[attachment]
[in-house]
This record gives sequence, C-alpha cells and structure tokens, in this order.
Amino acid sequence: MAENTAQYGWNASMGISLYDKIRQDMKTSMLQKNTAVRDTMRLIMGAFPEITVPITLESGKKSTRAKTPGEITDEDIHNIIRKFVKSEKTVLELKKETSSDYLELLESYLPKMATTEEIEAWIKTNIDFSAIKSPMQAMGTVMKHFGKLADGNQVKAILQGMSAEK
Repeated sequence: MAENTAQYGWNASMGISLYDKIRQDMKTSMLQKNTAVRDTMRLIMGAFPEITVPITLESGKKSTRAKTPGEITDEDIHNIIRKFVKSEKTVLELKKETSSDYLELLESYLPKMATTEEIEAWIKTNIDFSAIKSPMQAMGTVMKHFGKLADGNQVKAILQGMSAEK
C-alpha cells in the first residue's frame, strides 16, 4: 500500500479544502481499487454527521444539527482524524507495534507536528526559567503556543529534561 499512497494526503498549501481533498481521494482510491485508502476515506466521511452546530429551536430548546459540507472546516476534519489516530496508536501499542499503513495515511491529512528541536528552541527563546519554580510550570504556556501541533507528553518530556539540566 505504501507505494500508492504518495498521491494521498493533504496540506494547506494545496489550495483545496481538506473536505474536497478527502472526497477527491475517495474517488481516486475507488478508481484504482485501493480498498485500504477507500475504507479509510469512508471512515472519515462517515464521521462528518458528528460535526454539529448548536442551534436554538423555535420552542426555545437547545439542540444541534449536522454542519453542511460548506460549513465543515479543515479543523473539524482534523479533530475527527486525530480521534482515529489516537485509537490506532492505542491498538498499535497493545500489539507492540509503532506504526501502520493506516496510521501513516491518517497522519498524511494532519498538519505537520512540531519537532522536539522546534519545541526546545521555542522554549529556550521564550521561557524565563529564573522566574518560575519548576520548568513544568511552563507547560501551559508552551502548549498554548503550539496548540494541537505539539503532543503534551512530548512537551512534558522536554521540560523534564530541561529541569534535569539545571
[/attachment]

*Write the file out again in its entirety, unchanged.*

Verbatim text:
[in-house]
This record gives sequence, C-alpha cells and structure tokens, in this order.
Amino acid sequence: MAENTAQYGWNASMGISLYDKIRQDMKTSMLQKNTAVRDTMRLIMGAFPEITVPITLESGKKSTRAKTPGEITDEDIHNIIRKFVKSEKTVLELKKETSSDYLELLESYLPKMATTEEIEAWIKTNIDFSAIKSPMQAMGTVMKHFGKLADGNQVKAILQGMSAEK
Repeated sequence: MAENTAQYGWNASMGISLYDKIRQDMKTSMLQKNTAVRDTMRLIMGAFPEITVPITLESGKKSTRAKTPGEITDEDIHNIIRKFVKSEKTVLELKKETSSDYLELLESYLPKMATTEEIEAWIKTNIDFSAIKSPMQAMGTVMKHFGKLADGNQVKAILQGMSAEK
C-alpha cells in the first residue's frame, strides 16, 4: 500500500479544502481499487454527521444539527482524524507495534507536528526559567503556543529534561 499512497494526503498549501481533498481521494482510491485508502476515506466521511452546530429551536430548546459540507472546516476534519489516530496508536501499542499503513495515511491529512528541536528552541527563546519554580510550570504556556501541533507528553518530556539540566 505504501507505494500508492504518495498521491494521498493533504496540506494547506494545496489550495483545496481538506473536505474536497478527502472526497477527491475517495474517488481516486475507488478508481484504482485501493480498498485500504477507500475504507479509510469512508471512515472519515462517515464521521462528518458528528460535526454539529448548536442551534436554538423555535420552542426555545437547545439542540444541534449536522454542519453542511460548506460549513465543515479543515479543523473539524482534523479533530475527527486525530480521534482515529489516537485509537490506532492505542491498538498499535497493545500489539507492540509503532506504526501502520493506516496510521501513516491518517497522519498524511494532519498538519505537520512540531519537532522536539522546534519545541526546545521555542522554549529556550521564550521561557524565563529564573522566574518560575519548576520548568513544568511552563507547560501551559508552551502548549498554548503550539496548540494541537505539539503532543503534551512530548512537551512534558522536554521540560523534564530541561529541569534535569539545571